What it is important to remember also though is that we can all treat ourselves from time to time and we should enjoy it when we do, but we must ensure that our consumption of 'junk food' doesn't become our everyday diet and outweigh the other nutritious foods that our body needs to provide us with the vitamins and nutrients that we require in order to stay healthy and full of vitality.
That wonderful sticky, sweet, fruity jar of deliciousness that is so tasty piled on scones with clotted cream, spread on toast and topped with peanut butter or used to sandwich together a big sponge cake.
It's not something we should eat lots of as it's packed full of sugar but it's a great way to use up some old fruit like oranges to make it in to a marmalade or some rather squishy berries.
All you need to make some is fruit and sugar and the glass jars to store it in! Simple.
Raspberry jam is a quick and easy jam to make so it's a good place to start. Here's a simple recipe from The Guardian.
Ingredients: Makes 3 450g (1lb) pots.
900g (2lb) fresh or frozen berries 900g (2lb) white sugar, warmed (use 110g/4oz less if the fruit is very sweet)
Wash, dry and sterilise either 3 x 450g jars or a number of smaller jars. Put the jars in the oven for 15 minutes.
Put the berries into a wide, stainless-steel saucepan. Mash them a little and cook for 3–4 minutes over a medium heat until the juice begins to run, then add the warmed sugar and stir over a gentle heat until the sugar is fully dissolved.
Increase the heat, bring to the boil and cook steadily for about 5 minutes, stirring frequently (frozen berries will take 6 minutes).
Test for a set by putting about a teaspoon of jam on a cold plate and leaving it for a few minutes in a cool place. Press the jam with your index finger. If it wrinkles even slightly, it is set. Remove from the heat immediately. Skim and pour into sterilised jam jars. Cover immediately.
Keep jam in a cool place - but it likely won't last long! as homemade tastes infinitely better than shop bought!
Jackfruit is a tropical tree fruit from Southwest India.
Because of its dense fibrous texture it is a great substitute to meat and is often used in vegetarian and vegan dishes and is superb in a curry.
As a brilliant sources of fibre it is a great food to help keep digestive issues at bay as well as helping lower the risk of things like heart disease or bowel cancer.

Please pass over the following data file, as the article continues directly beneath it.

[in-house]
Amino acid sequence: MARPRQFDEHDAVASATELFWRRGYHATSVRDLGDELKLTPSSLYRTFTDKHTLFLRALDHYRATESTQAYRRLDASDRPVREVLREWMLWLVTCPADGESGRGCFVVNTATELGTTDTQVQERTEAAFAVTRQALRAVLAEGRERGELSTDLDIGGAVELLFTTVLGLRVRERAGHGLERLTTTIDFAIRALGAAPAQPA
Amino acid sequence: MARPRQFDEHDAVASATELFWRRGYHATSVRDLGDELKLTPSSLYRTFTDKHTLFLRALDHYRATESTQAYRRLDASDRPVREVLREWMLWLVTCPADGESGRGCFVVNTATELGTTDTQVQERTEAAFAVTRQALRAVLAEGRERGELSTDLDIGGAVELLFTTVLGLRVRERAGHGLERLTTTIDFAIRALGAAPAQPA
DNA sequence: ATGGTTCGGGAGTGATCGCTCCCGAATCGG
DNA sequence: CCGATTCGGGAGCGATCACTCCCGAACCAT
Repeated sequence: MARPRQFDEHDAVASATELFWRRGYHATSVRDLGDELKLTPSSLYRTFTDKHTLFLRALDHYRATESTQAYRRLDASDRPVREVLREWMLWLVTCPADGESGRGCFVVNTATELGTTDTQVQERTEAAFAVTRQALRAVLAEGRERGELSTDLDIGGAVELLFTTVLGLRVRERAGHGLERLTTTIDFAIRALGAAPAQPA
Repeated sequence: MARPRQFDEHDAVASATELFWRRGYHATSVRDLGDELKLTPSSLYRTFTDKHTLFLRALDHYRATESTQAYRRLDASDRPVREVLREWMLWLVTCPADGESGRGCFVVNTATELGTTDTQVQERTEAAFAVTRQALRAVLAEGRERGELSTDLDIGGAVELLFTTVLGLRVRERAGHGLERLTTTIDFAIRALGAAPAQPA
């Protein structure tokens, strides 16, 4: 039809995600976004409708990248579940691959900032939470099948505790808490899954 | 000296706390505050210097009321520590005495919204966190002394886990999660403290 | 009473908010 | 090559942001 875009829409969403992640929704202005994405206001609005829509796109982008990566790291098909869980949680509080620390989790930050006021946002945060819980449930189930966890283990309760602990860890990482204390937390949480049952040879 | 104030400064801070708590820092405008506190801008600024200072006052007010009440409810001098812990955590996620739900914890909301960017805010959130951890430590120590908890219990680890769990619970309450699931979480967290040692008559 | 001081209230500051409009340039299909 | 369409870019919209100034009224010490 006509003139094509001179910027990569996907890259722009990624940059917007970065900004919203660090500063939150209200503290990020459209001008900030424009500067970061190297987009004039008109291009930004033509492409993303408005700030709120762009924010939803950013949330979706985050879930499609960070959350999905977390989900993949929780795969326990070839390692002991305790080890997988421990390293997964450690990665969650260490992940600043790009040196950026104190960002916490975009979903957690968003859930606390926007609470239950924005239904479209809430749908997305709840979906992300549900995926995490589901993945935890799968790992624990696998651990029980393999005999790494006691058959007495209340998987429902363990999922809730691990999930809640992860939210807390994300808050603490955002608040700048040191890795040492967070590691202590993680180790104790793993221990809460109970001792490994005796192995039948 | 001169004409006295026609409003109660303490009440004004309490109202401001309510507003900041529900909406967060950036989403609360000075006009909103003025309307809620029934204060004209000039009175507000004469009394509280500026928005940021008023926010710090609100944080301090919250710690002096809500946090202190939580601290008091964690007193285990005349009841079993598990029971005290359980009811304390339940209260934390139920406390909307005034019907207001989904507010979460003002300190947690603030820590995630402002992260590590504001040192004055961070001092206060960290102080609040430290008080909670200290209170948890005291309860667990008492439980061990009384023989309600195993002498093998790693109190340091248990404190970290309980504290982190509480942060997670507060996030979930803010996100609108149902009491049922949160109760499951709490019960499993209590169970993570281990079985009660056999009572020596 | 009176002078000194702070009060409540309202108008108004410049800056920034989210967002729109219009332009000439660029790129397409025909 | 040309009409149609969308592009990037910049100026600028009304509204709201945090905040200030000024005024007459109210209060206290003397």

It also helps you feel fuller for longer.
Jackfruit contains potassium which is responsible for helping to lower blood pressure which helps reduce the risk of heart disease, strokes and bone loss.
Finally it can be helpful to those with diabetes as your body absorbs and digests it more slowly than some other foods.
Quick Eats: Jackfruit Curry
A quick a easy curry here from The Happy Foodie blog to make at home only needing a few staple kitchen cupboard ingredients.
10 cloves of garlic
3cm piece ginger, peeled and chopped
1 medium onion
1 tbsp salt
100ml vegetable oil
1 tsp ground cinnamon
1 tsp chilli paste
1 tbsp tomato purée
1 tsp ground turmeric
1 tbsp curry powder
2 x 565g tins jackfruit in brine
fresh coriander, chopped½lime
In a food processor, blitz the garlic, ginger, onion and salt to a smooth paste. Add water if you need to, but very little.
Put the oil into a large non-stick pan over a medium heat.
Add the cinnamon and fry for 20 seconds. Then add the paste from the processor and cook for 5 minutes – if it starts to stick, add splashes of water.
Stir in the chilli paste, tomato purée, turmeric and curry powder.
While that cooks on a medium heat, drain the jackfruit and cut it into small, bite-size pieces. Add them to the pan, then stir in the water and leave to simmer gently until totally dry.
To finish the jackfruit curry, stir in the coriander, drizzle with a squeeze of fresh lime, and you are ready to eat. There is enough here for 4 meals, so if you have any curry left over, you can freeze it for another day.
There is also a no-yeast naan recipe to go alongside the curry here too.